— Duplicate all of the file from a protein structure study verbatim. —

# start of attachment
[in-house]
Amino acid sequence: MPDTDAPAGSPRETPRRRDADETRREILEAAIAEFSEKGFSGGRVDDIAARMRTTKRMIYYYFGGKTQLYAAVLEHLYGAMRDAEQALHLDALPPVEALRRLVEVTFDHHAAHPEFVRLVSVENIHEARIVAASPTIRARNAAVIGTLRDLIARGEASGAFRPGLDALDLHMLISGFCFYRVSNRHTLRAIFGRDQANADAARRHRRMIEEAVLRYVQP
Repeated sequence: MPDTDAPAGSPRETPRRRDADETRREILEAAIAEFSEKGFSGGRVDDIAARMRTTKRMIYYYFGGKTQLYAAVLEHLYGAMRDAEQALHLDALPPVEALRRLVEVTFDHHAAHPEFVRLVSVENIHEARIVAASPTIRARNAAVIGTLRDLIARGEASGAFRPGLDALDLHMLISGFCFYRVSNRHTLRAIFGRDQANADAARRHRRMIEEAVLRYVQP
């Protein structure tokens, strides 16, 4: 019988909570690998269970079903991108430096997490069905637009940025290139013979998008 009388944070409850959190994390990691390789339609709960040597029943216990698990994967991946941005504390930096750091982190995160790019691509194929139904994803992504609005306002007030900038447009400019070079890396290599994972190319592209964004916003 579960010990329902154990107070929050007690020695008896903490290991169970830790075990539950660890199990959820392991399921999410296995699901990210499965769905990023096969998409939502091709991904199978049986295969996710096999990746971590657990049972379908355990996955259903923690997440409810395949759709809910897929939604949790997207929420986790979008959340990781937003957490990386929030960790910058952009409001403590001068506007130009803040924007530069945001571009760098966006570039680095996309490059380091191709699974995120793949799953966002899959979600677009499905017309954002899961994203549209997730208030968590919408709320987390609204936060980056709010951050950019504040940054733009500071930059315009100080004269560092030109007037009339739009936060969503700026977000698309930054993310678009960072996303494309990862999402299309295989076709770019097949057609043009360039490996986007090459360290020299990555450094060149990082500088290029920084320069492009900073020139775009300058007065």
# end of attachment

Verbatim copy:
[in-house]
Amino acid sequence: MPDTDAPAGSPRETPRRRDADETRREILEAAIAEFSEKGFSGGRVDDIAARMRTTKRMIYYYFGGKTQLYAAVLEHLYGAMRDAEQALHLDALPPVEALRRLVEVTFDHHAAHPEFVRLVSVENIHEARIVAASPTIRARNAAVIGTLRDLIARGEASGAFRPGLDALDLHMLISGFCFYRVSNRHTLRAIFGRDQANADAARRHRRMIEEAVLRYVQP
Repeated sequence: MPDTDAPAGSPRETPRRRDADETRREILEAAIAEFSEKGFSGGRVDDIAARMRTTKRMIYYYFGGKTQLYAAVLEHLYGAMRDAEQALHLDALPPVEALRRLVEVTFDHHAAHPEFVRLVSVENIHEARIVAASPTIRARNAAVIGTLRDLIARGEASGAFRPGLDALDLHMLISGFCFYRVSNRHTLRAIFGRDQANADAARRHRRMIEEAVLRYVQP
């Protein structure tokens, strides 16, 4: 019988909570690998269970079903991108430096997490069905637009940025290139013979998008 009388944070409850959190994390990691390789339609709960040597029943216990698990994967991946941005504390930096750091982190995160790019691509194929139904994803992504609005306002007030900038447009400019070079890396290599994972190319592209964004916003 579960010990329902154990107070929050007690020695008896903490290991169970830790075990539950660890199990959820392991399921999410296995699901990210499965769905990023096969998409939502091709991904199978049986295969996710096999990746971590657990049972379908355990996955259903923690997440409810395949759709809910897929939604949790997207929420986790979008959340990781937003957490990386929030960790910058952009409001403590001068506007130009803040924007530069945001571009760098966006570039680095996309490059380091191709699974995120793949799953966002899959979600677009499905017309954002899961994203549209997730208030968590919408709320987390609204936060980056709010951050950019504040940054733009500071930059315009100080004269560092030109007037009339739009936060969503700026977000698309930054993310678009960072996303494309990862999402299309295989076709770019097949057609043009360039490996986007090459360290020299990555450094060149990082500088290029920084320069492009900073020139775009300058007065």